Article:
Quest Bars are defintely bad for you

It should be clear by now that Quest Bars are bad news and you’re better off with another bar.

The good news is that you’re in the right place to find the right bar for you, because we’ve reviewed dozens. Check out the best:

And while you’re at it, check out our own Human Food Bar!

quest bars
Quick Take on Quest Bars
The Takeaway
Masquerading as a healthy option, Quest Bars are actually one of the least healthy protein bars available. There’s no shortage of better options.
Taste and Texture
High in protein
Low sugar options
Acceptable taste
Low quality protein (contains isolates)
Loaded with sugar alcohols
Net carbs may not be as low as claimed
Loads of artificial ingredients and preservatives
Can be expensive

Macros: 108 Calories, 6g fat, 20g protein, 6g erythritol, 13g fiber, 5g net carbs


Are Quest Bars healthy?

It depends on your definition of healthy. Quest Bars are marketed as a high-protein, low-sugar snack option and they do contain a good amount of protein and relatively low amounts of sugar compared to other bars or snacks. However, they are also high in calories and contain a number of artificial ingredients and sweeteners, which may not be considered healthy by some. Additionally, the high protein content may not be suitable for everyone, as excessive protein intake can have negative effects on the kidneys and may contribute to other health issues.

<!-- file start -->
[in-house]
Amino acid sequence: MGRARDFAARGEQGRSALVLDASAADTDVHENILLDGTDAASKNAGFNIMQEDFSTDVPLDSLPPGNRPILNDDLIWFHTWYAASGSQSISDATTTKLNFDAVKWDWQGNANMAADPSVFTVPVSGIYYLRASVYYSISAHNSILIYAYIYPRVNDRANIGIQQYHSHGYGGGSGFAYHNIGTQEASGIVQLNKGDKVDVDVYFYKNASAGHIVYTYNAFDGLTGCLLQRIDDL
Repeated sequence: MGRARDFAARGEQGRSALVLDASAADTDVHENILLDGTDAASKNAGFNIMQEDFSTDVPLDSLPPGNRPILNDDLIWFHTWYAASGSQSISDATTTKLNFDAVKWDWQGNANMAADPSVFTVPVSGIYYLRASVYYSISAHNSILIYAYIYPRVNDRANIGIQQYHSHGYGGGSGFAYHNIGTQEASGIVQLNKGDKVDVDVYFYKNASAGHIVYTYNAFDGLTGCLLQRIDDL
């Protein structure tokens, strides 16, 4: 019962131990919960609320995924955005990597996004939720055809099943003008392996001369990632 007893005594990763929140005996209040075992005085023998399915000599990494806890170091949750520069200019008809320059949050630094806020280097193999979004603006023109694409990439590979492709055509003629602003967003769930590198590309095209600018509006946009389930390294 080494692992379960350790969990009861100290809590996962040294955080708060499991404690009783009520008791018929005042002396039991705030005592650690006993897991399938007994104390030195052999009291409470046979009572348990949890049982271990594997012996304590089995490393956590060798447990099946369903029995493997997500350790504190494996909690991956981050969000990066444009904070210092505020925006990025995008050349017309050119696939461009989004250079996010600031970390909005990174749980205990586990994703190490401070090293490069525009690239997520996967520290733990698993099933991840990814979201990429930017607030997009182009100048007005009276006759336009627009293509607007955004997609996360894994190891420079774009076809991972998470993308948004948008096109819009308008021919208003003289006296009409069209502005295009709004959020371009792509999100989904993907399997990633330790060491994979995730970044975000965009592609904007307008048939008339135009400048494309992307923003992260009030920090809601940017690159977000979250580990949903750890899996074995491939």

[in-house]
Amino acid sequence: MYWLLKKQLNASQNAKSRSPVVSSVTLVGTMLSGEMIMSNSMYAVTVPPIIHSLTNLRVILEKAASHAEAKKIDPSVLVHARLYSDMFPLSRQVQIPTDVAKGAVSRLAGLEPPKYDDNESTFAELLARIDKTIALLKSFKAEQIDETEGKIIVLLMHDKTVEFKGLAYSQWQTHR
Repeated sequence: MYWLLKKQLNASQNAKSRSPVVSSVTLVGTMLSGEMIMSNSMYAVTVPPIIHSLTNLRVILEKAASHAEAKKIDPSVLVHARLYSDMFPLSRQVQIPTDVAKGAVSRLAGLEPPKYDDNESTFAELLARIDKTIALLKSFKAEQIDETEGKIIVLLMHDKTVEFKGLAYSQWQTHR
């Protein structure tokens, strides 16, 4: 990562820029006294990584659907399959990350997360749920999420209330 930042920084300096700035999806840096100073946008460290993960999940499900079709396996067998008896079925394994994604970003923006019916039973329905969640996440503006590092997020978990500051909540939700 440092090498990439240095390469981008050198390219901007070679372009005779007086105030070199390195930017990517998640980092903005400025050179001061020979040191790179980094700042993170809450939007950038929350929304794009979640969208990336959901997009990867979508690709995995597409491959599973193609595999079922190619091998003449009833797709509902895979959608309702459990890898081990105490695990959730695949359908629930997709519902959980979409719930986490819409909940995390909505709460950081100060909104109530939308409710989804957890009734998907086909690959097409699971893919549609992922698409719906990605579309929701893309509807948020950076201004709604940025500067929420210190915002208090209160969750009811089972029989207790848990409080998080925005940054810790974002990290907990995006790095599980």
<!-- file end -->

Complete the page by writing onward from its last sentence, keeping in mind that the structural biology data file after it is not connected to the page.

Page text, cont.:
What are the unhealthy ingredients in Quest Bars?

Some unhealthy ingredients found in Quest Bars include artificial sweeteners (such as sucralose), processed vegetable oils (such as palm oil), and artificial flavors and colors. These ingredients may be harmful to health in large amounts or when consumed frequently. It is important to read ingredient labels carefully and choose healthier options whenever possible.

Why did Quest Bars get sued?